Okanagan in Canada) an international area between southern British Columbia, Canada and Northeastern Washington State, U. S.A., is vast. Spanning an area of over 5 million acres, with multiple mountain ranges including the Monashee, the Kettle River range, the Okanogan Range and the northeastern foothills of the North Cascades this area encompasses a layering of complex eco-systems. Rivers in the area include the Similkameen, the Okanogan, the Kettle and the Columbia. This album will focus on the winter season of the Okanogan Highlands, which lasts from late October through April (elevation specific).
Remember to double click on an image to see the larger version.
The wildfire scars of 7,140'  Copper Butte in the Kettle River Range are easily seen as winter blankets the mountain steppes. This landscape is representative of the eastern reaches of the Okanogan Highlands in Ferry County.
Photo by J. Foster Fanning
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Forests in the Okanogan Highlands, Winter

The forests of the Okanogan Highlands vary by elevation, aspect and geographic location within the Highlands themselves. Mid, southern slopes can be a mixture of open spaced, towering Ponderosa Pines and encroaching Douglas Fir with the higher regions giving way to Lodge pole Pine and Alpine Fir. Mountainous wetlands are usually cottonwoods with large, branchy Spruce. Quaking Aspen groves are found on moist but open slopes. The hot, dry summers and heavy fuel loading on many of the mountain slopes equate to a fire prone ecology in these highlands. Many of the panoramic photographs I post of this area show the scars where large scale forest fires have traversed the landscape.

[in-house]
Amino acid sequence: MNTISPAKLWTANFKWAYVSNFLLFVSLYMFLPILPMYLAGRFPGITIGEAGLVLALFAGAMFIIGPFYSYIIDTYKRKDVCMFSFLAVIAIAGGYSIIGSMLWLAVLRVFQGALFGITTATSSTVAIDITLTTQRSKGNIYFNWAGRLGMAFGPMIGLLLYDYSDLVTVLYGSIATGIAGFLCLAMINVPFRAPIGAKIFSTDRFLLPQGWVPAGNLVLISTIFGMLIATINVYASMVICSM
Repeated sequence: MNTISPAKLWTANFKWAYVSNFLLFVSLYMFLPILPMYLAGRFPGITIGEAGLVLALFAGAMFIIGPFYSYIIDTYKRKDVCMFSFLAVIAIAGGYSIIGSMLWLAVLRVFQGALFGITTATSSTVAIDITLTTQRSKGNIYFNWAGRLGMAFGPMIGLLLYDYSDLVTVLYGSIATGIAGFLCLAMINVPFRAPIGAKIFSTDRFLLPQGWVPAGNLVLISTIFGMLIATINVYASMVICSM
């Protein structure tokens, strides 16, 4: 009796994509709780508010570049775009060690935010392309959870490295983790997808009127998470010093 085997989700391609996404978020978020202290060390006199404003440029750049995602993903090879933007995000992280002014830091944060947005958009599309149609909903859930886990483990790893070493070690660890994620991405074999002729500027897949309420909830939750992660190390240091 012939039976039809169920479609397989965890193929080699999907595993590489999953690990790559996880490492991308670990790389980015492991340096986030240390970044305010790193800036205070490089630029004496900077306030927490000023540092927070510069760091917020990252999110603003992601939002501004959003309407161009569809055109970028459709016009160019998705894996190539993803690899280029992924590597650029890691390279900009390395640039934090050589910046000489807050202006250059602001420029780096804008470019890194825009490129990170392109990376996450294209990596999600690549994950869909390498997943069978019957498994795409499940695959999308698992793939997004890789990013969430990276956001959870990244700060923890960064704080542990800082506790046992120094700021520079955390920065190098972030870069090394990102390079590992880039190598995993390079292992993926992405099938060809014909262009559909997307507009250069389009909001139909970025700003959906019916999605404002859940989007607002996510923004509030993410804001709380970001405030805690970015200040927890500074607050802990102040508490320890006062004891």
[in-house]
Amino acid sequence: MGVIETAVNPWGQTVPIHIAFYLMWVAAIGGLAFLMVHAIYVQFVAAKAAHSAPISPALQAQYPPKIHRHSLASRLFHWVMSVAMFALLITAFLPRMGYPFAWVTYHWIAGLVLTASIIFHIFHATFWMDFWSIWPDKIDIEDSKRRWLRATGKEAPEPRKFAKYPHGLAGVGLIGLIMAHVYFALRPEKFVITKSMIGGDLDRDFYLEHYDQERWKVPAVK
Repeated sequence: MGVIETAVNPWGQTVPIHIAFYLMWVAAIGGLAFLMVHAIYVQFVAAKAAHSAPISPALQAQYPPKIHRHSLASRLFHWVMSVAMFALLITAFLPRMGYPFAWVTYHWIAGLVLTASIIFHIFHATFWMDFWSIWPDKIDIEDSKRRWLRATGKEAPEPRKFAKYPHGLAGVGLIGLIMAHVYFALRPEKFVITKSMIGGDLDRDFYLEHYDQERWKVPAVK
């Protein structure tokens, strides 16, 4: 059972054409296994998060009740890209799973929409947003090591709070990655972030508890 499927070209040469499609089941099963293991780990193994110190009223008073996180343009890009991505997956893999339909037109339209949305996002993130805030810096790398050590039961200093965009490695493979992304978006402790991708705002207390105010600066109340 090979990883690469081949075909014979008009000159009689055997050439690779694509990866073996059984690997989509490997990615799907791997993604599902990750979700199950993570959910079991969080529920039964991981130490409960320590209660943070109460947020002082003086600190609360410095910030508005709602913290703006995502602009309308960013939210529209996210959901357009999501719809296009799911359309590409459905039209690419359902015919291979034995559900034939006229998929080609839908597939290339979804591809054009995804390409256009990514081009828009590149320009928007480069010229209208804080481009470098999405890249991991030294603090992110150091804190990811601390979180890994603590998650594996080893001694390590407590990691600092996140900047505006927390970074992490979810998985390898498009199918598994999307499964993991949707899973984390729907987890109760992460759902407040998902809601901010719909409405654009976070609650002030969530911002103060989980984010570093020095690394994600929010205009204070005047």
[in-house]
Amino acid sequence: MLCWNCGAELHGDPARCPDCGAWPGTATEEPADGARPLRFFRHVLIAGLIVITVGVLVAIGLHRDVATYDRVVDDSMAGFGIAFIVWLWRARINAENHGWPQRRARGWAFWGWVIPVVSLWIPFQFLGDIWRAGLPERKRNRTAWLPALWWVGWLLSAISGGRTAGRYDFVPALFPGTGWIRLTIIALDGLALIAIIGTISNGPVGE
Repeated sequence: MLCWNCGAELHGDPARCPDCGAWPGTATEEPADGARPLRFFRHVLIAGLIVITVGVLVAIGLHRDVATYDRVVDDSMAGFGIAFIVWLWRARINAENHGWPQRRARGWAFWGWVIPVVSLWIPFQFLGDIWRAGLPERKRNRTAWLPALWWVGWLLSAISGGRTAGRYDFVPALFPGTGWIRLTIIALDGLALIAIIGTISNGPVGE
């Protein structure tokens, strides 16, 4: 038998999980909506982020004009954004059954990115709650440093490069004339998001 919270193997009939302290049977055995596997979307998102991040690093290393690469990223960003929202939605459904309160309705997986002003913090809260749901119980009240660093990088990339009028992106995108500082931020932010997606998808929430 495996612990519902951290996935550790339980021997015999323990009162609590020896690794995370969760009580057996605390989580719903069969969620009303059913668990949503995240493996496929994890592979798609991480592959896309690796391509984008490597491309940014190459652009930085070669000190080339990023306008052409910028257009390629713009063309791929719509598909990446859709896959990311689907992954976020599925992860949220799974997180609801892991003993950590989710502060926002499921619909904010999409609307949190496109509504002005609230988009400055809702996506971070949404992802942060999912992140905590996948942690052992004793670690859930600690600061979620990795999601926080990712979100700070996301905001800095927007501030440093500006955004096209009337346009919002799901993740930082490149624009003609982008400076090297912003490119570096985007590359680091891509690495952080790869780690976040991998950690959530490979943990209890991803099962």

A dense stand of aspens mixed with cottonwood, scrub birch, and wildrose, during an early winter snow storm in the Kettle River Valley of the Okanogan Highlands. Photograph by J. Foster Fanning

On the mountain slopes above the riverside village of Curlew in Ferry County a ridgeline forest of open Ponderosa Pine is shrouded in winter mists after a warm, wet snowfall.
J. Foster Fanning, photographer

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Summits in the Okanogan Highlands, Winter

Ferry County, Washington, contributed to a total of 120 named mountain summits and peaks in the Okanogan Highlands. Okanogan County adds another approximate 80 named mountains. My personal expertise is skewed toward the United States side of the highlands and I do not have an accurate account of the number of named summits and peaks in the Canadian portion of the highlands.

Mount Bonaparte, at 7,257 feet (2,211.93 meters) is located in northeastern Okanogan County, Washington State. This lone summit monadnock is the highest peak in the Okanogan Highlands south of the Canadian border. Mount Bonaparte is within the Okanogan / Wenatchee National Forest and has a fire lookout tower in it’s summit still staffed during the summer season.
Big White Mountain summit at 7,595 ft, (2,315 m) is the highest mountain of the Okanogan Highland. This peak also dominates Beaverdell Range which lies between the Okanogan Valley to its west and the main spine of the Monashee Mountains to its east. Big White lies between the head of the Kettle River and the source of Damfino Creek.
Photography ~ J. Foster Fanning
In Progress - Please check back soon...

Saturday, January 14, 2012

The Holiday Letter (just a little bit late)...

These pages, primarily meant for family and close friends,  will read a little better if you double click on them to open them up. Hope you enjoy...